Within the Twitter micro-blogging service, a ‘Tweet’ is considered to be the basic unit of composed text and is limited to 140 words, including blanks and symbols, regardless of language. Twitter users can connect to one another as ‘followers’ and exchange tweets freely. The recent emergence of smartphone clients has encouraged a vast array of users to express their opinions via tweets.
In recent years, several studies have suggested analysis of Twitter feeds to track various realtime trends, including journalistic influence, political attitudes, the vectors of certain illnesses, and the analysis of symptoms and treatments in public health crises (Choi et al., 2014; Tumasjan et al., 2010; Lampos et al., 2010; Paul & Dredze, 2011).
Similarly, in this study, we have concentrated on using Twitter to track trends involving food safety, such as those reflecting outbreaks of food poisoning, satisfaction with school food services, etc. For this work, we collected tweets using keywords for food safety topics and analyzed their contents. Unfortunately, the keywords used to collect tweets do not typically carry over to the collected content, and a large number of irrelevant tweets must be filtered out.
To this end, we propose use of a machine-learning classifier model and feature set for classifying collected tweets. Among machine-learning algorithms, the Naive Bayes & Naive Bayes Multinomial (McCallum & Nigam, 1998; Androutsopoulos et al., 2000; Youn & McLeod, 2007), Support Vector Machine (Drucker et al., 1999; Youn & McLeod, 2007) and Decision Tree (Youn & McLeod, 2007) algorithms have shown the best performance for classifying texts. We compare these algorithms to find the best classifier model. To select an optimum feature set, we construct a basic feature set as a standard for comparison, and then test other feature sets against this basic set.
We perform preprocessing to remove slang words and symbols from collected tweets and to analyze text morphology prior to building the machine-learning classifier models and the basic and test feature sets. We then measure the performance of the classifier models by applying the basic and test feature sets. Figure 1 shows the overall experimental process.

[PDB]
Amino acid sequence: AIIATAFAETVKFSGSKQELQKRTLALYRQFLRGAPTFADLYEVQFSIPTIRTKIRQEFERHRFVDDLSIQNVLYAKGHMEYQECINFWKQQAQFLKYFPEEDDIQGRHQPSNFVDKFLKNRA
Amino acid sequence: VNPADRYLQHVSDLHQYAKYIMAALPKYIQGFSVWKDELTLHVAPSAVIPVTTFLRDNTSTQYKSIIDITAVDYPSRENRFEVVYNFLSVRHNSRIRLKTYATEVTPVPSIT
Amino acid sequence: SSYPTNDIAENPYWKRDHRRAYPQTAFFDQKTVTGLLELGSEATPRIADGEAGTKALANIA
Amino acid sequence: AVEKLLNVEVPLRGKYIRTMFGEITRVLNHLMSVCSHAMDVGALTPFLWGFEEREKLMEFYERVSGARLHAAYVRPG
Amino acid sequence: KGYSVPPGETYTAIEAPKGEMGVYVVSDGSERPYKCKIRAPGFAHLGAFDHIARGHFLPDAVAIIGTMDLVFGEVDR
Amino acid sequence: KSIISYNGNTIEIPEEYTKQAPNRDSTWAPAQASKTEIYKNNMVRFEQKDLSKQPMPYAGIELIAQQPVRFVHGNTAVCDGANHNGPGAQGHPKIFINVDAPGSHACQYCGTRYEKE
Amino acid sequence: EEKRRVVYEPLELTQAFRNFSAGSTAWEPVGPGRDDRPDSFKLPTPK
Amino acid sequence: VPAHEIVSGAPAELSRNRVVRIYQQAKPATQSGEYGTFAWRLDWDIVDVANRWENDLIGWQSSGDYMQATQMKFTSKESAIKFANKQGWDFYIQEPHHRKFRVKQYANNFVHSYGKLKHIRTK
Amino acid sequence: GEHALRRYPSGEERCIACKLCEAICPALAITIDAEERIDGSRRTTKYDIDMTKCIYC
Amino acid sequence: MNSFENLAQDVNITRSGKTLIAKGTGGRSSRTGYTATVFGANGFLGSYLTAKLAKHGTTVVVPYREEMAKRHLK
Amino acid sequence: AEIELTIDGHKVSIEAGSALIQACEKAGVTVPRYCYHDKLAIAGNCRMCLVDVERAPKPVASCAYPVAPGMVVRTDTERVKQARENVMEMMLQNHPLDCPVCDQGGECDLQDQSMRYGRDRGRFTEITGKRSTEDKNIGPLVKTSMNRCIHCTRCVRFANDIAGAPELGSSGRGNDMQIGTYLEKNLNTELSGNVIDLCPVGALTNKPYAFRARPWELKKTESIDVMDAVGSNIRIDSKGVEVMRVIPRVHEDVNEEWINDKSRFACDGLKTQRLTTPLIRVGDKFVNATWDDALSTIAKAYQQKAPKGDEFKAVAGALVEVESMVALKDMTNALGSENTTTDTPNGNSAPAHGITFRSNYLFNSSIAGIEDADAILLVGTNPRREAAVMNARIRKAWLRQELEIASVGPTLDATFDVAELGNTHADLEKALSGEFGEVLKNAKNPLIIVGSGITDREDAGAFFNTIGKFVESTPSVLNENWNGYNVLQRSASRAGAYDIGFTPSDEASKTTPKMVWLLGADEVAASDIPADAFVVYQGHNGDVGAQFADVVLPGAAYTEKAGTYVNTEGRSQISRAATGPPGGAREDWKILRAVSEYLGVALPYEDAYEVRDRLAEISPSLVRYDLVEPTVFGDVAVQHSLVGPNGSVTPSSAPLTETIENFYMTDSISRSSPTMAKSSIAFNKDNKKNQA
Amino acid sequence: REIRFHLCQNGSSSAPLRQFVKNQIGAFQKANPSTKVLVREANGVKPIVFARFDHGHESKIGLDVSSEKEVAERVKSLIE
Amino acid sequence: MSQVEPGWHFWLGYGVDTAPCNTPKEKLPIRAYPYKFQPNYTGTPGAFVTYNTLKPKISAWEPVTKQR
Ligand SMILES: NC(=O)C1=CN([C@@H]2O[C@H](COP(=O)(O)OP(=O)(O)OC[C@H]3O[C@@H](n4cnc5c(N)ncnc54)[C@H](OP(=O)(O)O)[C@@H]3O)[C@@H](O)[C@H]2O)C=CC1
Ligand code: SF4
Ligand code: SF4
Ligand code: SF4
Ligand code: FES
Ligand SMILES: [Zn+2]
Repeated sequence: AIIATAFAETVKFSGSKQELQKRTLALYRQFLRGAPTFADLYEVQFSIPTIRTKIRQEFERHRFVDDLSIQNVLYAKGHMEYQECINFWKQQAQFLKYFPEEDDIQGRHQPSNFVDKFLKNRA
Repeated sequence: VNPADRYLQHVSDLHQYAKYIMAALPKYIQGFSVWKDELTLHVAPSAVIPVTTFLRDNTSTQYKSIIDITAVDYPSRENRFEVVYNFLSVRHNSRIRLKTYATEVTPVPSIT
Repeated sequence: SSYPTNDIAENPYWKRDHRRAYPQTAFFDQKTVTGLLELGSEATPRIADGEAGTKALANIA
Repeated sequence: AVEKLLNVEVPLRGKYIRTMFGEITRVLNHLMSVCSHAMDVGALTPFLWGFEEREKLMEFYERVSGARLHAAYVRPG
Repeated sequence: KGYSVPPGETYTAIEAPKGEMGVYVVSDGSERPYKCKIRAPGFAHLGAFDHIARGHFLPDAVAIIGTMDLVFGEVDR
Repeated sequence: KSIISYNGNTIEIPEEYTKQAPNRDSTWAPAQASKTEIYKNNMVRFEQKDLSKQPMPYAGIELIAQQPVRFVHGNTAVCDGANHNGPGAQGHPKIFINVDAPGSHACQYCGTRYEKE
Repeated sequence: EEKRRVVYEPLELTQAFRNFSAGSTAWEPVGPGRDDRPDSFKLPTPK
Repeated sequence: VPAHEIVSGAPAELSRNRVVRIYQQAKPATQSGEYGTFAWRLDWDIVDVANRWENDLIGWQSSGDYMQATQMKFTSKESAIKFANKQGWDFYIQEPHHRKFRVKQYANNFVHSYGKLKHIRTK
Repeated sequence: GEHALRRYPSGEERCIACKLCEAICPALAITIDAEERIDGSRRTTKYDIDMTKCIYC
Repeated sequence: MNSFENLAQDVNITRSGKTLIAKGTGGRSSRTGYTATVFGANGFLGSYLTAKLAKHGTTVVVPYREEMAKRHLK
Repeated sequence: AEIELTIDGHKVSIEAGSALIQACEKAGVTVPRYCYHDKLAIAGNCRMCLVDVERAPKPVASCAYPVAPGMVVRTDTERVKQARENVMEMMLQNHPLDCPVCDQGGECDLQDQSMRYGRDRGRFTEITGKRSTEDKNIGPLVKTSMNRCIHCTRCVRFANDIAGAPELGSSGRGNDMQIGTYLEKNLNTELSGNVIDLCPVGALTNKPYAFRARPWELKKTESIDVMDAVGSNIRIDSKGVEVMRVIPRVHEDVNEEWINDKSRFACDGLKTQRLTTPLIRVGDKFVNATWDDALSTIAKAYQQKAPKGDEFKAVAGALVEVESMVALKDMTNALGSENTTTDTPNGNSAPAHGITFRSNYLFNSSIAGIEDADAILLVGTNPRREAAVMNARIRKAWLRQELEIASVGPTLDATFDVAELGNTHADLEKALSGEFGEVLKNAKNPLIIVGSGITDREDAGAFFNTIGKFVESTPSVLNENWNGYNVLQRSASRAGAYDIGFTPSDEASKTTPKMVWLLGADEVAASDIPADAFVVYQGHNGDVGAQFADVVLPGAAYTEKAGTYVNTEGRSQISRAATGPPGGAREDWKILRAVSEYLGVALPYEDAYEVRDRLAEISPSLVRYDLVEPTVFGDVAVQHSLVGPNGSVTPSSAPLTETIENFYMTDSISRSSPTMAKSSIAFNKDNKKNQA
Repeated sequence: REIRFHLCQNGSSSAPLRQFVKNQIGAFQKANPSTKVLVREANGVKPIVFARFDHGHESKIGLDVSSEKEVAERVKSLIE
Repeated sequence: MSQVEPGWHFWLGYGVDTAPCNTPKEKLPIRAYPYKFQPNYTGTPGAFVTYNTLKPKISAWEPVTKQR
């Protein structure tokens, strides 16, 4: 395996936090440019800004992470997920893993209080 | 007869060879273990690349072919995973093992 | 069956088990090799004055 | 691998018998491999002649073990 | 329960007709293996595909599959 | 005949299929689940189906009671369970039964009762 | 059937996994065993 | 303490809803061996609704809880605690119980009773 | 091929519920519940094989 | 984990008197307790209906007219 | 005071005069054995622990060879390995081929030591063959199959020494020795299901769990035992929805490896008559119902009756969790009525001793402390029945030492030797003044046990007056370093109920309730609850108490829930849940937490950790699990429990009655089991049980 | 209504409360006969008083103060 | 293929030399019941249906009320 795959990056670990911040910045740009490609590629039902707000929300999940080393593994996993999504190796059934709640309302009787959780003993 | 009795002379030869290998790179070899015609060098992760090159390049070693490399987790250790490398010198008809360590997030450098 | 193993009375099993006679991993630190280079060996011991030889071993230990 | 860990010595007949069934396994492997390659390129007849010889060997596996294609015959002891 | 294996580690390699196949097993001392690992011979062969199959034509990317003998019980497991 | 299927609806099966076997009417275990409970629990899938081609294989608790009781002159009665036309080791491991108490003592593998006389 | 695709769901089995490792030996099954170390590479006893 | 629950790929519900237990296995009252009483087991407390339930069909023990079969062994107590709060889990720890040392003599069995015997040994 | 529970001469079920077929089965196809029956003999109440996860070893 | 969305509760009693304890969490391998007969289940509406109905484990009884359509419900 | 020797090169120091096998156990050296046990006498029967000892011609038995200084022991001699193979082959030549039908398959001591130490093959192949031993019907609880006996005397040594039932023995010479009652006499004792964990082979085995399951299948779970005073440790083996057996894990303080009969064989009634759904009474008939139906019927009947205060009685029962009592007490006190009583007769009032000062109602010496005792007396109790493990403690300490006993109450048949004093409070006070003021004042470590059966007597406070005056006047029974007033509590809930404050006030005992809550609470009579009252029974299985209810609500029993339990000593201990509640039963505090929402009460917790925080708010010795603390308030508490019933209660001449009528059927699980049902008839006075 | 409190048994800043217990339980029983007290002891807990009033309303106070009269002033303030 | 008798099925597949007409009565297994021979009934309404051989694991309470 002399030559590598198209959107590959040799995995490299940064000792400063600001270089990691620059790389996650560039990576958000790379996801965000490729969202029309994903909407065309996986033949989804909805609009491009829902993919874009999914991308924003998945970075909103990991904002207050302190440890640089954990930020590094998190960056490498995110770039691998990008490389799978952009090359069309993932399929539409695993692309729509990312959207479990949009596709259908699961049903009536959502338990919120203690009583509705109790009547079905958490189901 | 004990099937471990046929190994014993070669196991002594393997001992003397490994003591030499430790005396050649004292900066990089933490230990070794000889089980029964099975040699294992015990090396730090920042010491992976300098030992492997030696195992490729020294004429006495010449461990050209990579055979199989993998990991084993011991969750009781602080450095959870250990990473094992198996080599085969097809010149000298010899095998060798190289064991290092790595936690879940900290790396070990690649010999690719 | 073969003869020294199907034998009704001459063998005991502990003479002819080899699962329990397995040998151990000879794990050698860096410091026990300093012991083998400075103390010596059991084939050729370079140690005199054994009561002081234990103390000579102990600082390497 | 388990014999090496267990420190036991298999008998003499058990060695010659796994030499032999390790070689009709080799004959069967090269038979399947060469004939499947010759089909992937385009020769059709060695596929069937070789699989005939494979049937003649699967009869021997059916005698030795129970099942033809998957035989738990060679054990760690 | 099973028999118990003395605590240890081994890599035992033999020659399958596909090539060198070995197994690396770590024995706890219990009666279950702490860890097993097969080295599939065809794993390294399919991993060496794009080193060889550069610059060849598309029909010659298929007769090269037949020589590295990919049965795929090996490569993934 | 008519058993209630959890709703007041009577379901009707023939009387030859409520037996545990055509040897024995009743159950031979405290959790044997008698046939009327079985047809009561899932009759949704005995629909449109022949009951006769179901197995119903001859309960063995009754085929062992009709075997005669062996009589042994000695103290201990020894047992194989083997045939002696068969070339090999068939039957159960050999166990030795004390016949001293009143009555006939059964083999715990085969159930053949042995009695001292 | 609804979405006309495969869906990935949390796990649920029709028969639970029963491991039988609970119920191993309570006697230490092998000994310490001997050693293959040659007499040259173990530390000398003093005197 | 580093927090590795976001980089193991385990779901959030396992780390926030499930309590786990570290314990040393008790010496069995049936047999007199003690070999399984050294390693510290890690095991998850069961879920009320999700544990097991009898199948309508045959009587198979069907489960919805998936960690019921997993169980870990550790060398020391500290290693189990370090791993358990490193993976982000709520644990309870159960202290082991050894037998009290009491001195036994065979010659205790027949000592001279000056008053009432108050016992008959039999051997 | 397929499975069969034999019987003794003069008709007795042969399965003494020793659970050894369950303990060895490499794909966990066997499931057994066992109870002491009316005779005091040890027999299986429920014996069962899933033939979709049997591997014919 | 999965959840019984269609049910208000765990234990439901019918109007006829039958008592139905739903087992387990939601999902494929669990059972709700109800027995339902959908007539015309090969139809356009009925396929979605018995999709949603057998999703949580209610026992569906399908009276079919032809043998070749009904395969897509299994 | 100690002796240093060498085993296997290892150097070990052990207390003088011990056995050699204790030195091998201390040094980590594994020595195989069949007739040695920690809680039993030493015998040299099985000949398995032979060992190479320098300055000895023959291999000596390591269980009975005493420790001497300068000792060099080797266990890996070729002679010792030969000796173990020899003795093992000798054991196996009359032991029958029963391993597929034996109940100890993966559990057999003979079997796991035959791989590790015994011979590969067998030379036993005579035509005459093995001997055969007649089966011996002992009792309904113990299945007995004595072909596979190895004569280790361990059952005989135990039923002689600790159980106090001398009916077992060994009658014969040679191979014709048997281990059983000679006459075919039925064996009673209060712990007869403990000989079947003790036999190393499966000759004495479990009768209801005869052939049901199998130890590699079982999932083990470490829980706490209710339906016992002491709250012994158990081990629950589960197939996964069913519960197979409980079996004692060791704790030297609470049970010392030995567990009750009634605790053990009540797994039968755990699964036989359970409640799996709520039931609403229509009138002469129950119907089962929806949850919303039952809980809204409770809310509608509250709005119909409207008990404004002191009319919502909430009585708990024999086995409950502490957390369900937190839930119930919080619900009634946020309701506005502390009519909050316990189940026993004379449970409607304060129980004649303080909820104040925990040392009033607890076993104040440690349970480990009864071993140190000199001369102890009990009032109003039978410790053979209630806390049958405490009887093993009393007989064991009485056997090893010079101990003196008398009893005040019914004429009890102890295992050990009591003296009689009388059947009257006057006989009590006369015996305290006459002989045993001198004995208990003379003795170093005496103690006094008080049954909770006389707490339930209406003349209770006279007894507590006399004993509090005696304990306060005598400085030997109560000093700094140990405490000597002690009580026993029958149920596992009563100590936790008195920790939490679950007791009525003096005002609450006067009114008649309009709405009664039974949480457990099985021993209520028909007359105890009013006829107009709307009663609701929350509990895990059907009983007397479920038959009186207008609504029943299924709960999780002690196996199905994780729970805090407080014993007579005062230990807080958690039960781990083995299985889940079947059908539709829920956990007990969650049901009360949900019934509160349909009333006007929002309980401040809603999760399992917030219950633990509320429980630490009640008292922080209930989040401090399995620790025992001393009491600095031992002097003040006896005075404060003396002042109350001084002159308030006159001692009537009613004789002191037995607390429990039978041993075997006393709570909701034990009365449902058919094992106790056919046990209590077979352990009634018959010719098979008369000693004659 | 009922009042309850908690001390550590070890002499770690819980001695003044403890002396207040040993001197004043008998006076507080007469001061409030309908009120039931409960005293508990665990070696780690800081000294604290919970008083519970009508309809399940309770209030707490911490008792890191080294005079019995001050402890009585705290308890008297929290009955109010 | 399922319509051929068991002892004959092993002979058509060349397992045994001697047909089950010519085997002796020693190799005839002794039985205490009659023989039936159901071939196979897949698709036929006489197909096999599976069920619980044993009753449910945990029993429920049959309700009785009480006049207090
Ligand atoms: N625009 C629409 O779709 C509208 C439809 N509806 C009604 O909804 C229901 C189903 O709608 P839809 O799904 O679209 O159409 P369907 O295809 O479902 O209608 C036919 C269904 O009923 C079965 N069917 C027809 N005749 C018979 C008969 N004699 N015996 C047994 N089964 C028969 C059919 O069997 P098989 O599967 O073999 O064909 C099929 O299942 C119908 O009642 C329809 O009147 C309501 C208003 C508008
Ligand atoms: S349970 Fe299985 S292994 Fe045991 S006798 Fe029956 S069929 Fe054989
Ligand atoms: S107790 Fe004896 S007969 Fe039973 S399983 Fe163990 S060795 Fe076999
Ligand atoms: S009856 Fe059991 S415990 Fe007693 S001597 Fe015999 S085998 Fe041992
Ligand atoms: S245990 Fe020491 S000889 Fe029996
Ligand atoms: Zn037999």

The rest of the paper is organized as follows: Section 2 presents related works; Section 3 describes our experimental process in detail; Section 4 provides an analysis of experimental results; and Section 5 contains concluding remarks.
2.1. Machine Learning Algorithms for Text Classification
Text classification or document classification is just such a domain with a large number of attributes. The attributes of the examples to be classified are words, and the number of different words can be quite large indeed (McCallum & Nigam, 1998). In this section, we describe representative algorithms briefly.
2.1.1. Support Vector Machine (SVM)
Support Vector Machines (SVM) are a relatively new learning method used for binary classification. The basic strategy behind SVM is to find a hyperplane which separates the d-dimensional data perfectly into two classes (Dustin, 2002).
SVM generally exhibits slow training times but high accuracy, owing to its capacity to model complex nonlinear decision boundaries (margin maximization). It has been used both for classification and prediction and has been applied to handwritten digit recognition, visual object recognition, speaker identification, and benchmarking time-series prediction tests (Chen, 2010).
2.1.2. Naive Bayes and Naive Bayes Multinomial
All attributes of the examples are independent of each other given the context of the class. This is the so-called “Naive Bayes assumption.” The Naive Bayes classifier is the simplest probabilistic classifier based on applying Naive Bayes assumption. While this assumption is clearly false in most real-world tasks, Naive Bayes often performs classification very well. Naive Bayes has been successfully applied to text classification in many research efforts.
The assumptions on distributions of features are called the event model of the Naive Bayes classifier. The Naive Bayes Multinomial classifier specifies that a document is represented by the set of word occurrences from the document. This approach has also been used for text classification by numerous people (McCallum & Nigam, 1998).